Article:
Tag: general motors

The General Motors Hunger Games

Hindsight is a funny thing. With hindsight we gain a forced perspective of all of our actions through the clearest looking glass of them all: time itself. This becomes especially potent when it comes to business decisions, as profit and loss and all of the other financial indicators will tell you exactly where you messed up. Literally, business schools are churning out thousands of cheap suit wearing peons who will tell you exactly where you messed up. Realistically, the bigger the company, the more eyes are on you, especially in times of upheaval.

10 Years Ago, the Games Began

In 2008, General Motors put all of their American Brands through the business equivalent of the Hunger Games, killing off the likes of Saturns, Hummer, Oldsmobile, Pontiac, and Saab — while maintaining GMC, Chevrolet, Buick and Cadillac. At the time this was seen as necessary cost saving measures and was used to propel the stricken company through the sales doldrums that were the late 00’s. With 10 years of hindsight though we are here to ask, did they kill the right brands? We weren’t sure, so we talked to a whole bunch of GM consumers, employees, mechanics, and dealers — and their answers might surprise you.

First we are going to look at the American brands — specifically based on the year 2000 — and their position within GM itself. How did they overlap with other brands in the company? Which makes had the best brand loyalty, and could that loyalty be turned with another brands nearly identical product? Where should have these companies positioned themselves within the greater marketplace in order to create a more monolithic car company? More importantly, did the short term survival decisions of GM potentially limit their overall reach in the future?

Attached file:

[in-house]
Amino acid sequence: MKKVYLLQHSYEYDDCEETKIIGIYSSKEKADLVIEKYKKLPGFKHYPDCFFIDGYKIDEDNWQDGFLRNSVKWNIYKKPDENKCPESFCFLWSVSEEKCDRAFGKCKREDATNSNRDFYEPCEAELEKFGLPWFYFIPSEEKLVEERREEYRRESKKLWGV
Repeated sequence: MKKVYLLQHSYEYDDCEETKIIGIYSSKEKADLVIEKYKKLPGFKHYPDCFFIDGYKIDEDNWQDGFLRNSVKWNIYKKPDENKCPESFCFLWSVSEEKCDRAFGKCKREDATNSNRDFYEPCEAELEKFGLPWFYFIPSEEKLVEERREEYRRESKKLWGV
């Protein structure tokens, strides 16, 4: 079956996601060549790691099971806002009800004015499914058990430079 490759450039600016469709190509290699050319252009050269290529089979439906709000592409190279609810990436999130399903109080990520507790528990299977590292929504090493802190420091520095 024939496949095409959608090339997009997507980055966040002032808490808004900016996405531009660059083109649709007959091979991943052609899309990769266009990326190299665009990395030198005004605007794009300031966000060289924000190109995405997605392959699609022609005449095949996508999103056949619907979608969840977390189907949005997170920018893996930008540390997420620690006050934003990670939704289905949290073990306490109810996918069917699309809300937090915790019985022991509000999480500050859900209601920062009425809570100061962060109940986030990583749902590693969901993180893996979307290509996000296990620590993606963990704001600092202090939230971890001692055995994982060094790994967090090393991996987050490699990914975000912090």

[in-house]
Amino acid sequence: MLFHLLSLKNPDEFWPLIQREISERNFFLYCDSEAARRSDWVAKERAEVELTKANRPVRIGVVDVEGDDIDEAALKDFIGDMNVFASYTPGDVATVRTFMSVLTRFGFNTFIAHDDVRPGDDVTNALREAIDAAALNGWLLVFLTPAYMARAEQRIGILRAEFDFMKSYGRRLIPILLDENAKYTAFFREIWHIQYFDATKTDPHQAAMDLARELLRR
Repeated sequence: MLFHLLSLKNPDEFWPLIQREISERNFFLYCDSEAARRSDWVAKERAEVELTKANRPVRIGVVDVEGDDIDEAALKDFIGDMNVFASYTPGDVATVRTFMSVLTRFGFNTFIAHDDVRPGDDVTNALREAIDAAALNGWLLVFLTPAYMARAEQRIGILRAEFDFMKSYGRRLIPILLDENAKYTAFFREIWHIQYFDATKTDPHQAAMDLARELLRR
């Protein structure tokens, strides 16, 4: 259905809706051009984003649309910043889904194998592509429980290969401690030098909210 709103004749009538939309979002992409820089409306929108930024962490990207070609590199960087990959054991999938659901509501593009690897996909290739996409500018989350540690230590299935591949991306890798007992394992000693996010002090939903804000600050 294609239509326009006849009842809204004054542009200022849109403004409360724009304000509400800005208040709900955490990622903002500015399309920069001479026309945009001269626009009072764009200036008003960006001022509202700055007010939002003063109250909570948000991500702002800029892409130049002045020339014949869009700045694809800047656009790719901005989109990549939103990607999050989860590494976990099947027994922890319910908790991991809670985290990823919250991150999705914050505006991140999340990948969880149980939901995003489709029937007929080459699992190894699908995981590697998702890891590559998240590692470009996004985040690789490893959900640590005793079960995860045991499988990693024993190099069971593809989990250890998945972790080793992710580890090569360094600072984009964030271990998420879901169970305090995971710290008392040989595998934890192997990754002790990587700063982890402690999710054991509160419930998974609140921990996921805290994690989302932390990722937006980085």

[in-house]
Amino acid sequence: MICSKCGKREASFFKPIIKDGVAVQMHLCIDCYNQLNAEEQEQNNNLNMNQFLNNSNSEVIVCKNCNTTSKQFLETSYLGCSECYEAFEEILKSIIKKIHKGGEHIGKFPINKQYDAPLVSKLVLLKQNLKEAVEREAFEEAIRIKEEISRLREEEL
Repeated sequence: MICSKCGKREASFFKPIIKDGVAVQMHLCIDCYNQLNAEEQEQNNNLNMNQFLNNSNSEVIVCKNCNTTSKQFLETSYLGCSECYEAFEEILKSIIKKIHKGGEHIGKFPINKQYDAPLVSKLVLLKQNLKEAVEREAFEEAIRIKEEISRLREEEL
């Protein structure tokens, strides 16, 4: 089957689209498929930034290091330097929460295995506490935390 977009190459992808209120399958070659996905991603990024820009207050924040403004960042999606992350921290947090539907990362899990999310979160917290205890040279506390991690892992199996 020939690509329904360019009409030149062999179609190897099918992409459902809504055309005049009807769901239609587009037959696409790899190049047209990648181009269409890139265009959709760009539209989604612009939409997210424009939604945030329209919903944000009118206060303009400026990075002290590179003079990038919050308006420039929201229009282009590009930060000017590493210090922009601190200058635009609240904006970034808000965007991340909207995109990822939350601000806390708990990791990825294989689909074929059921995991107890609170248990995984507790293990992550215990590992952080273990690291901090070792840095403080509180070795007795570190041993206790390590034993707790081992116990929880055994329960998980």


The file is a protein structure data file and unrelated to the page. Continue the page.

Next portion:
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Saturn: That Awkward Moment When GM Started a Japanese Car Company

Saturn: America's Japanese Car Company

Starting a company isn’t easy. Trust us — we’ve been there. Starting a car company — well that’s damn near impossible. The amount of capital, both human and physical, that is required is absolutely daunting. Since about the midpoint in the past century, few upstarts have been able to cope with the stringent regulations and vicious marketplace that is the automotive industry. This is why the seeming ethereal emergence of the Saturn company is so impressive, and why it caused more cocked eyebrows than Leo DiCaprio’s performance in Django Unchained.

In this article, we are going to be looking at one of the most fascinating companies to ever grace the automotive stage. A company that didn’t make the most innovative or even interesting cars, but a company that was built from the ground up to be new, innovative, and inherently competitive — and how it all went terribly wrong. Continue reading “Saturn: That Awkward Moment When GM Started a Japanese Car Company”

Used Car Review – 2001 Oldsmobile Alero

“We are the walking dead.”- Rick Grimes

What is a zombie car? Unfortunately it is not a shambling corpse of a vehicle that never needs gas and likes mauling and consuming other properly working cars (this would be freaking awesome). No, instead a zombie car refers to a make or model that no longer gets made. Some zombie cars are such for really good reasons, they didn’t sell enough of them, the company that made them was insolvent, or they were absolutely awful. Weirdly enough, this 2001 Oldsmobile Alero is one of those zombies with an interesting story. It was a sad turn of events that made this a zombie car, and we really can’t figure out why.

Oldsmobile_Alero_sedan_--_03-16-2012.JPG
Photo Courtesy: Wikipedia

The Oldsmobile Alero was typically outfitted with GM’s peppy little 4 cylinder, or the slightly bigger V6. This one has the 4, with a manual 5 speed gearbox. It is a small, light car with a decent amount of power compared to other options in the segment. It handled well for a front wheel, 4 cylinder compact. I really didn’t have any complaints. This one had done 170k, and had taught 4 young drivers how to drive a stick shift. It still had the original clutch and gearbox. Seriously what is that thing made out of?

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